I am working with a couple who is moving back to the Orlando area after having lived several years in California and Arizona. They have decided on a beautiful, well cared-for historic home in Lake Cherokee. This neighborhood sits just south of Downtonw Orlando, within walking distance of the Dr. Phillips Performing Arts Center. The neighborhood is home to many historic homes which come under the watchful eye of the City’s Historic Preservation Board.
The quaint brick streets along with Cherokee Lake make this a traditionally romantic hallmark of Old Orlando. Orlando has six Historic Preservation districts.
- Downtown added in 1980
- Lake Cherokee added in 1981
- Lake Copeland added in 1984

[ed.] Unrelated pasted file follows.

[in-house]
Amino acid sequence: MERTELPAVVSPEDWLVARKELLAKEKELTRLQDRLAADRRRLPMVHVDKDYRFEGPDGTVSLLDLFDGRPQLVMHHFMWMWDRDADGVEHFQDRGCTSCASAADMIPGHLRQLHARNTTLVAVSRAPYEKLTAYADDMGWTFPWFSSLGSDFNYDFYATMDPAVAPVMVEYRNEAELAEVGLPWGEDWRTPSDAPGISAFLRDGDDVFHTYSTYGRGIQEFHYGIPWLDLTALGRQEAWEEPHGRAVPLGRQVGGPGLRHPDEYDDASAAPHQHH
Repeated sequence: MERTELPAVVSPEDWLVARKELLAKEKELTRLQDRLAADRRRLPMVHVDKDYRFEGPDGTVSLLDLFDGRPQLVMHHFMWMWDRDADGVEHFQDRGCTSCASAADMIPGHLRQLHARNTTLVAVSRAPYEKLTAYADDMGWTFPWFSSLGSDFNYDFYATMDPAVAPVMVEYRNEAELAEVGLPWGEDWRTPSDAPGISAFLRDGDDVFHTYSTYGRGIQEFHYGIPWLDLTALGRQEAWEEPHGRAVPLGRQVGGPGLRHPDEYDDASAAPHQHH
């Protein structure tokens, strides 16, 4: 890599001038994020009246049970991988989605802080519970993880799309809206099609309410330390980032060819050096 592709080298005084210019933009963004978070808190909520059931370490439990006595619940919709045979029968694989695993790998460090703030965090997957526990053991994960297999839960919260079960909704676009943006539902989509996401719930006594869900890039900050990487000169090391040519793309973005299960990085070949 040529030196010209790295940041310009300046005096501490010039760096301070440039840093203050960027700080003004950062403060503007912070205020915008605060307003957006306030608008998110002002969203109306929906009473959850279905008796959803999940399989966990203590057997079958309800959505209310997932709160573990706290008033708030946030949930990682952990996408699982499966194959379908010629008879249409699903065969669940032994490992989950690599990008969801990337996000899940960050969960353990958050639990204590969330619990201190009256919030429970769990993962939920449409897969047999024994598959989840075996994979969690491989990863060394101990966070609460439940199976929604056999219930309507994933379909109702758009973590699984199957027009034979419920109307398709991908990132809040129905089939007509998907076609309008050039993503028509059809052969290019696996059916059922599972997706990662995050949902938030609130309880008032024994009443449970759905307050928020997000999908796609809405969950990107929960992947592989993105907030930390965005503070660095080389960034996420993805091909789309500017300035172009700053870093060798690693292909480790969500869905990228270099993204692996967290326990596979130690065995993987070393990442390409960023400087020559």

- Lake Eola Heights added in 1989
- Lake Lawsona added in 1994
- Colonialtown South added in 2000
Lake Cherokee District is made up of 186 homes, 160 of which are considered contributing structures. The district is made up of 6 square blocks of residences with two schools. Building around the lake, which was formerly known as Lake Minnie, began in the late 1870s. A number of Victorian era homes still exist in the District, dating from the late 1880s and 1890s. And the early 20th century is well represented, as well. Specifically, 536 Lake Avenue with its traditional southern center hall design, broad sweeping pyramid roof and wrap-around porch.
Cherokee School at 525 S. Eola, built in 1926, is archetecturally significant. Built in the Mediterranean Revival style, the school is still in use today and is decorated with colorful terra cotta ornamentation.
Call or text Carol for comments at 216-832-3123!